• Closed Accounts Posts: 2,743 ✭✭✭ Heres Johnny


    Have you a pension in place OP? Do this first anyway.


  • Site Banned Posts: 10 ✭✭✭ dSchwainass


    because ETFs are so hard to use due to irish gov policy, there is no consensus on the best way to invest like youd have in the UK, Germany or the US.


    Just read as much as you can, diversify and keep costs and taxes low as possible.


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  • Registered Users Posts: 9 ✭✭✭ MuttonChop


    What you should do is pop your initial sum into a calculator, compound it at (4 - AMC)% a year for 7 years, and then lose 41% of the end profit as that's the exit tax.

    You have to pay the exit tax on any profit after 7 (or maybe 8?) years, so compounding beyond that isn't useful. After that time period you essentially reset back to your baseline and then you'll have to figure out if you want to go for another 7 (or 8) years, and then the cycle repeats.

    If you withdraw early you pay a penalty.

    If you make a loss it can't be used to offset any other gain.


  • Registered Users Posts: 1,298 ✭✭✭ RedRochey


    MuttonChop wrote: »
    What you should do is pop your initial sum into a calculator, compound it at (4 - AMC)% a year for 7 years, and then lose 41% of the end profit as that's the exit tax.

    You have to pay the exit tax on any profit after 7 (or maybe 8?) years, so compounding beyond that isn't useful. After that time period you essentially reset back to your baseline and then you'll have to figure out if you want to go for another 7 (or 8) years, and then the cycle repeats.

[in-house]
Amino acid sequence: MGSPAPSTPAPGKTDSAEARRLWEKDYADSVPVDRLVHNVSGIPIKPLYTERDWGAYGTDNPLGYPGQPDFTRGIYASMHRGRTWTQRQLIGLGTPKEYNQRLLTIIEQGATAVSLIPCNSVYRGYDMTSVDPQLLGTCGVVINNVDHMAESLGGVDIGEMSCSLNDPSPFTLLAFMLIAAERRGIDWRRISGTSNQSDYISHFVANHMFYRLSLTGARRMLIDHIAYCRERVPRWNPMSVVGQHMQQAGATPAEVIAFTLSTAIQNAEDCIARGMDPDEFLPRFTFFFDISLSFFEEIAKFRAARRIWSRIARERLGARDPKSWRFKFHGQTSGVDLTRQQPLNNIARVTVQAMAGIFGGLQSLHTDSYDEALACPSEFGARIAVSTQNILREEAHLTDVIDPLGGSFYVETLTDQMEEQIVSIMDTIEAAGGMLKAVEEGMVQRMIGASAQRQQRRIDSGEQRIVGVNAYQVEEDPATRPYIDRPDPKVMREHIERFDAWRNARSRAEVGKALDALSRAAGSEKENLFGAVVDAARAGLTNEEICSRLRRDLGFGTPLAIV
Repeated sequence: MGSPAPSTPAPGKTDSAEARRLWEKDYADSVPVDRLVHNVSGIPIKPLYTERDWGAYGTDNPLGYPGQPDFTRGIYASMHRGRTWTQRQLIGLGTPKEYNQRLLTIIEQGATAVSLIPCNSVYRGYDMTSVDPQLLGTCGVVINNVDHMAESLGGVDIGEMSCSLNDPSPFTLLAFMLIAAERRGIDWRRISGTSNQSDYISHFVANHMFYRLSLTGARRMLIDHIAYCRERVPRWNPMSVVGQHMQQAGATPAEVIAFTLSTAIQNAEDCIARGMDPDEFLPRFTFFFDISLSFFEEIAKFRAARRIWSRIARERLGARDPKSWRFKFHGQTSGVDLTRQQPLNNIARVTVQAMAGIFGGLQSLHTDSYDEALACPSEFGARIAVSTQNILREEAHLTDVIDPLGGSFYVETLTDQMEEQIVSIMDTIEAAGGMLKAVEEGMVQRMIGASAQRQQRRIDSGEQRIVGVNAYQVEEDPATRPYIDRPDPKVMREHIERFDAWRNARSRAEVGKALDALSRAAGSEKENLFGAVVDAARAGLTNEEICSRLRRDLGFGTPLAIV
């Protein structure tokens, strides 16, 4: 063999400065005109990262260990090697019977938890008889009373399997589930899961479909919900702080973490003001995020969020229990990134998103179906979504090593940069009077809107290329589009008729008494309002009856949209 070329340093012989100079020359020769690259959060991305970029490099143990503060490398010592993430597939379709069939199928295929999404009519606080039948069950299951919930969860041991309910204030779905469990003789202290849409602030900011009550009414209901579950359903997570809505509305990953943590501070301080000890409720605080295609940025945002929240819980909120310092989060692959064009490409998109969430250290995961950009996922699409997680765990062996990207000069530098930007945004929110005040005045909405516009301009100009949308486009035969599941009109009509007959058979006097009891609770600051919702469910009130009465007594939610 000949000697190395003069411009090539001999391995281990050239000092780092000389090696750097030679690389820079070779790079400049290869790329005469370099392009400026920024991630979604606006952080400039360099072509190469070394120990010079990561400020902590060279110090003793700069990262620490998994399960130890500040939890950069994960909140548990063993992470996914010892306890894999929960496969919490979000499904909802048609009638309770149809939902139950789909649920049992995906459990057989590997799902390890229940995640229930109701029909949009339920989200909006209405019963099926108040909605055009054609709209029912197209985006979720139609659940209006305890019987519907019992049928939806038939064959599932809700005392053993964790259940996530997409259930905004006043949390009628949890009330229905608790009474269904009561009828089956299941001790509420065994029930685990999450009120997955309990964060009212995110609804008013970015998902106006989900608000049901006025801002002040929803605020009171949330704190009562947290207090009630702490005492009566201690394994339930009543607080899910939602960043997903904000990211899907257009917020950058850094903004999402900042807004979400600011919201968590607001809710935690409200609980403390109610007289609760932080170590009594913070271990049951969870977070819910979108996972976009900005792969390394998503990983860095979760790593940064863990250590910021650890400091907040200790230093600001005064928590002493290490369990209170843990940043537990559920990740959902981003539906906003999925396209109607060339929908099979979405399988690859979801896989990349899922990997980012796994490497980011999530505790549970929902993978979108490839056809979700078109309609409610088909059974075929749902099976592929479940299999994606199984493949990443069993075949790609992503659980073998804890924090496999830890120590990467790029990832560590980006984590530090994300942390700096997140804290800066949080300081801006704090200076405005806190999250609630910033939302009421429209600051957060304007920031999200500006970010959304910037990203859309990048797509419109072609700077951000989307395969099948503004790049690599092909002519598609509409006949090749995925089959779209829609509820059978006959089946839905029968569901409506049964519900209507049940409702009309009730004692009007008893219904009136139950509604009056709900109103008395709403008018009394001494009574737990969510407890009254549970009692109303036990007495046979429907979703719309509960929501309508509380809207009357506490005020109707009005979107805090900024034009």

If you withdraw early you pay a penalty.

    If you make a loss it can't be used to offset any other gain.

    Its 8 years


  • Registered Users Posts: 1,493 ✭✭✭ thomasm


    Dont forget you are losing 1% on the way in to stamp duty, you would be lucky to get 0.9% AMC and the underlying cost is more(closer to 2%), you also have inflation to contend with and tax at 40% on any gain. Factor all that in and the fund needs to do about 6% per annum just to stand still.



    One thing is sure Irish Life will make money !



    If you have a 30 year time frame, do pension first.


  • Registered Users Posts: 471 ✭✭ Clytus


    My pension was in a MAPs 5 until September when I asked for it to be moved to a level 4. I've 25 years before I even consider drawing down, so happy for it to sit where it is atm.